Radio Mexico has an insouciant pop-cultural style and is funky without being over-styled. Photo: Simon Schluter
WHERE AND WHAT
Hola! Another Mexican restaurant has been swamped from the get-go by the growing army of local taco addicts desperate for their pulled-pork chipotle fix. Radio Mexico has loads of appeal, thanks to its easily accessible central St Kilda position, insouciant pop-cultural style and the now-familiar menu that's more Mexican than Tex-ican.
WHERE TO SIT
Radio Mexico proves seafood and sweet corn are an ideal combo with its crab and corn tostaditas. Photo: Simon Schluter
The no-bookings policy has entered a Faustian pact with the new wave of Mexican restaurants mushrooming across the inner suburbs; Radio Mexico is no exception, but at least it lets you grab a table before the rest of your dining compadres have arrived. Get there early for your pick of the real estate - my choice is the window tables looking on to Carlisle Street, but perching at the bar has its definite perving advantages. The place itself is funky without being overstyled. A food-truck shell greets diners as they enter, whereupon it morphs into a Mexican motif superimposed on your regulation Melbourne shell: concrete floors, shabby-chic wooden furniture, colourful hangings, Day of the Dead flourishes and Mexican chotchkes. And cactuses. Yes, cactuses.
WHEN TO GO
Monday to Friday, 4pm to late; Saturday and Sunday, noon-late.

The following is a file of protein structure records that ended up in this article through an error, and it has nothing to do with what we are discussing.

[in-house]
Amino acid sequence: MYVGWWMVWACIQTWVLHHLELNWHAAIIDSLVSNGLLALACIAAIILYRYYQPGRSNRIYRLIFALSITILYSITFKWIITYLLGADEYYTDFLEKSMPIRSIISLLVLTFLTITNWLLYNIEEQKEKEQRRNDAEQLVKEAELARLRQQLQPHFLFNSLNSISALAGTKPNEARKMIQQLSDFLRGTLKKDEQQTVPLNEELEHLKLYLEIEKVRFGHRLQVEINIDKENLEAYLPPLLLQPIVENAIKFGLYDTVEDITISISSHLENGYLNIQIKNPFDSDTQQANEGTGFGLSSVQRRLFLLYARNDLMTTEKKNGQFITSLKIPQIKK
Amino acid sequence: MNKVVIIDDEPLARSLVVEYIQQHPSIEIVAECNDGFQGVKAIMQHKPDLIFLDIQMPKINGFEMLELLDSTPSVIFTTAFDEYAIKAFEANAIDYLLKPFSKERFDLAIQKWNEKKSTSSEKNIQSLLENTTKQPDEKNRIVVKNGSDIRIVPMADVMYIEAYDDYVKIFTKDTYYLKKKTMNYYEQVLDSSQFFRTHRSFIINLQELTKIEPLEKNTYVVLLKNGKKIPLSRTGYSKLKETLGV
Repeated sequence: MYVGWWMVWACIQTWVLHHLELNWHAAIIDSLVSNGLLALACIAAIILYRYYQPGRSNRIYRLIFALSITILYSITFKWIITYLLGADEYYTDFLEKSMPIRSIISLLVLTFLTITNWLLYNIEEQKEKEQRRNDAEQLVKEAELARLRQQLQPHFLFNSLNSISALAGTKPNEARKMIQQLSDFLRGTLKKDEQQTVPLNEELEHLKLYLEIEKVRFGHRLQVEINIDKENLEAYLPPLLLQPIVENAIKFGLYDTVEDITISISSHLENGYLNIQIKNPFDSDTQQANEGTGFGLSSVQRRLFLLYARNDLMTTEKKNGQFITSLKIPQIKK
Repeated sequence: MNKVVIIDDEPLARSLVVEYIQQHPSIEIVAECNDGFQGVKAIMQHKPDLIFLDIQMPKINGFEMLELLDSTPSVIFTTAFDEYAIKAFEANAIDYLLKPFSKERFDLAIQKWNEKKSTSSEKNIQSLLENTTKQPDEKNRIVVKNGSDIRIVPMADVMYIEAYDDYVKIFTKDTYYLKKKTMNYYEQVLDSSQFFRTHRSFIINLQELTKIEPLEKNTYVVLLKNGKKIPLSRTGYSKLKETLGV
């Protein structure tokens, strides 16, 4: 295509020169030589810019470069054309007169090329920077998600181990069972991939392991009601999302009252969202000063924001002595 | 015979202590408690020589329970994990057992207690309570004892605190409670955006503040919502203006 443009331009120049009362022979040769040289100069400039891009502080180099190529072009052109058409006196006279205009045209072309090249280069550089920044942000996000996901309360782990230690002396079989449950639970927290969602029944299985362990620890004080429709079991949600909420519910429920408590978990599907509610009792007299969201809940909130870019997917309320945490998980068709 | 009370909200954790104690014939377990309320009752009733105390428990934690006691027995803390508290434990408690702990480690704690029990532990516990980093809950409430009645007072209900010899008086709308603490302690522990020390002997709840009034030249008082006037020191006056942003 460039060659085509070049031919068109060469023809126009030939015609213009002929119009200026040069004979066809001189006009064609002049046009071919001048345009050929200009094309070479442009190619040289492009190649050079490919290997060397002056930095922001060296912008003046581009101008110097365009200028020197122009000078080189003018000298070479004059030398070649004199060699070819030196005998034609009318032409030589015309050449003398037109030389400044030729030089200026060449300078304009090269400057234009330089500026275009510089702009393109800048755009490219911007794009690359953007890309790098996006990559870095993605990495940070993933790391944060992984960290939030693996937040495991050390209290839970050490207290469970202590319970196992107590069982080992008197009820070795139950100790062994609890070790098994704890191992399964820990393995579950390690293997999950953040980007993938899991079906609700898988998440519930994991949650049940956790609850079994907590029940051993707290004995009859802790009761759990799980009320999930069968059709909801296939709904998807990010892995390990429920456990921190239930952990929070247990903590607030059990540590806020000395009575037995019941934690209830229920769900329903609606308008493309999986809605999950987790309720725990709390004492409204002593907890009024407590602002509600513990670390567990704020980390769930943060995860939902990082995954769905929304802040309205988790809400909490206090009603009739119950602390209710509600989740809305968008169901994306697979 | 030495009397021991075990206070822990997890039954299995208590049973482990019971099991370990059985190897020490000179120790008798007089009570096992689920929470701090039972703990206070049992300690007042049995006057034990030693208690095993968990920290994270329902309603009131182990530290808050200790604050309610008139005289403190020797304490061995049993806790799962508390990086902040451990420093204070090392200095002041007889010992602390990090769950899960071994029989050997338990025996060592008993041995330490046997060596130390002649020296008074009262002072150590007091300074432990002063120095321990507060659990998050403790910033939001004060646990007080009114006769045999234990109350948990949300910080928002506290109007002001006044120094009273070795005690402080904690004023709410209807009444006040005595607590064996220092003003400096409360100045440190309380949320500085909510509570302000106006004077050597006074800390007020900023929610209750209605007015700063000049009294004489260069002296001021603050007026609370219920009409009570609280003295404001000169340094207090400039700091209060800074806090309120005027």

Something about the soul-funk soundtrack cranking on the stereo makes me want to drink margaritas. There's a great selection of Mexico's favourite spirit, but tequila-dodgers have plenty of other bebidas from which to choose. There are three types of Mexican beer, including the entry-level Tecate, plus six whites and six reds by the glass.
Nachos are a controversial subject. Radio Mexico dodges the bullet with its chilaquiles, a breakfast dish served at the wrong time of day. Fair enough. Chicken and green sauce with queso fresco is an antidote to every yellow-cheese gloopfest you've ever endured, but eat quickly before these, too, meet a soggy end. Quesadillas cooked on the barbecue are great - cheesy potato and chorizo with a squeeze of lime are total lip-smackers, while crab tostaditas (crunchy corn circles loaded with toppings) prove that marrying seafood with sweet corn is a very good idea. Rockling ceviche has the potential to divide tables over the merits of ruby grapefruit hanging out with the avocado and red onion, but pork fans will love the roasted belly with super-crunchy crackle in an oily braise of peppers with the arroz verde (herby green rice). Best order the three salsas to mix and match.
Hello, my pretties. You don't have to be a part-time model to eat here, but it helps.
Prime people-watching over tacos and Mexican beer - could life get any better?
- 03 9534 9990
- Opening Hours - Monday to Friday, 4pm to late; Saturday and Sunday, noon-late.
- Author - Larissa Dubecki